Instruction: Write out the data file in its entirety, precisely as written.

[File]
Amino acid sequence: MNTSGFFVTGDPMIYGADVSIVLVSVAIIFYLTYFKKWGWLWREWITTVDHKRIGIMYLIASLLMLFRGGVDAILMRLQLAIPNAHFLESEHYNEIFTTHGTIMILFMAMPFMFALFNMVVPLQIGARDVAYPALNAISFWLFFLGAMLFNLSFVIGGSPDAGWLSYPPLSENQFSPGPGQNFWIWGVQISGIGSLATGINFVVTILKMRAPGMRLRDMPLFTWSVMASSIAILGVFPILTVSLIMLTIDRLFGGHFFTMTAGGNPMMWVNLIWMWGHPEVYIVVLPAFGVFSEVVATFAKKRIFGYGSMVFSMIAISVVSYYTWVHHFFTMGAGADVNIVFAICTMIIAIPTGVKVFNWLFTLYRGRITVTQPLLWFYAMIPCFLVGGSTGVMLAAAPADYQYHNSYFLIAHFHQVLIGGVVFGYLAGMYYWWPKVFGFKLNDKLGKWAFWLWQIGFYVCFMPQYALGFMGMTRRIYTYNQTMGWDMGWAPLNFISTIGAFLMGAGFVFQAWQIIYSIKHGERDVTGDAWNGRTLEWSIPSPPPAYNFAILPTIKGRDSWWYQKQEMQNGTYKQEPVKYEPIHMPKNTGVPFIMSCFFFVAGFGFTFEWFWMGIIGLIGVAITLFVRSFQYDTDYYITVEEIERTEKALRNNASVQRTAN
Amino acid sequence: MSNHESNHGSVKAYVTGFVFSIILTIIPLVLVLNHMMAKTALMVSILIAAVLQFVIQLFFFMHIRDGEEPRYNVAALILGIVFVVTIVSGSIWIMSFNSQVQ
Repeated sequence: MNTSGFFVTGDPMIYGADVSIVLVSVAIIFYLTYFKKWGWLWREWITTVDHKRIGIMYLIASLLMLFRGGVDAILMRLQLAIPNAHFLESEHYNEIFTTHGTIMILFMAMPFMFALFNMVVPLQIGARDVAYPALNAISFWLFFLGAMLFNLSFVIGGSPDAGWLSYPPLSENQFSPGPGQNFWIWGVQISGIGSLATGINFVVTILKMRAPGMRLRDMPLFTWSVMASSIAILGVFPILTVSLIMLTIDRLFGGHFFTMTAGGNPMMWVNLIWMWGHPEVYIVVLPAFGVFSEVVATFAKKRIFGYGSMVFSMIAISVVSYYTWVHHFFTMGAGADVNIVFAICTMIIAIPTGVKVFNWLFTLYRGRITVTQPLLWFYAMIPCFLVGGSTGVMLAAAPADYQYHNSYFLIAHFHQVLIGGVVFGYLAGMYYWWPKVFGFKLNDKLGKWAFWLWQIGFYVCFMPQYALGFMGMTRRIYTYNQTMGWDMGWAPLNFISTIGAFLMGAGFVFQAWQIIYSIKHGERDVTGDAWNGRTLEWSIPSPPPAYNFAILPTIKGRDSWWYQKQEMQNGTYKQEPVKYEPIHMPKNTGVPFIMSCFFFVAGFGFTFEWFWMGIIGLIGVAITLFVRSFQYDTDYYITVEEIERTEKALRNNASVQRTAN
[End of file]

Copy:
Amino acid sequence: MNTSGFFVTGDPMIYGADVSIVLVSVAIIFYLTYFKKWGWLWREWITTVDHKRIGIMYLIASLLMLFRGGVDAILMRLQLAIPNAHFLESEHYNEIFTTHGTIMILFMAMPFMFALFNMVVPLQIGARDVAYPALNAISFWLFFLGAMLFNLSFVIGGSPDAGWLSYPPLSENQFSPGPGQNFWIWGVQISGIGSLATGINFVVTILKMRAPGMRLRDMPLFTWSVMASSIAILGVFPILTVSLIMLTIDRLFGGHFFTMTAGGNPMMWVNLIWMWGHPEVYIVVLPAFGVFSEVVATFAKKRIFGYGSMVFSMIAISVVSYYTWVHHFFTMGAGADVNIVFAICTMIIAIPTGVKVFNWLFTLYRGRITVTQPLLWFYAMIPCFLVGGSTGVMLAAAPADYQYHNSYFLIAHFHQVLIGGVVFGYLAGMYYWWPKVFGFKLNDKLGKWAFWLWQIGFYVCFMPQYALGFMGMTRRIYTYNQTMGWDMGWAPLNFISTIGAFLMGAGFVFQAWQIIYSIKHGERDVTGDAWNGRTLEWSIPSPPPAYNFAILPTIKGRDSWWYQKQEMQNGTYKQEPVKYEPIHMPKNTGVPFIMSCFFFVAGFGFTFEWFWMGIIGLIGVAITLFVRSFQYDTDYYITVEEIERTEKALRNNASVQRTAN
Amino acid sequence: MSNHESNHGSVKAYVTGFVFSIILTIIPLVLVLNHMMAKTALMVSILIAAVLQFVIQLFFFMHIRDGEEPRYNVAALILGIVFVVTIVSGSIWIMSFNSQVQ
Repeated sequence: MNTSGFFVTGDPMIYGADVSIVLVSVAIIFYLTYFKKWGWLWREWITTVDHKRIGIMYLIASLLMLFRGGVDAILMRLQLAIPNAHFLESEHYNEIFTTHGTIMILFMAMPFMFALFNMVVPLQIGARDVAYPALNAISFWLFFLGAMLFNLSFVIGGSPDAGWLSYPPLSENQFSPGPGQNFWIWGVQISGIGSLATGINFVVTILKMRAPGMRLRDMPLFTWSVMASSIAILGVFPILTVSLIMLTIDRLFGGHFFTMTAGGNPMMWVNLIWMWGHPEVYIVVLPAFGVFSEVVATFAKKRIFGYGSMVFSMIAISVVSYYTWVHHFFTMGAGADVNIVFAICTMIIAIPTGVKVFNWLFTLYRGRITVTQPLLWFYAMIPCFLVGGSTGVMLAAAPADYQYHNSYFLIAHFHQVLIGGVVFGYLAGMYYWWPKVFGFKLNDKLGKWAFWLWQIGFYVCFMPQYALGFMGMTRRIYTYNQTMGWDMGWAPLNFISTIGAFLMGAGFVFQAWQIIYSIKHGERDVTGDAWNGRTLEWSIPSPPPAYNFAILPTIKGRDSWWYQKQEMQNGTYKQEPVKYEPIHMPKNTGVPFIMSCFFFVAGFGFTFEWFWMGIIGLIGVAITLFVRSFQYDTDYYITVEEIERTEKALRNNASVQRTAN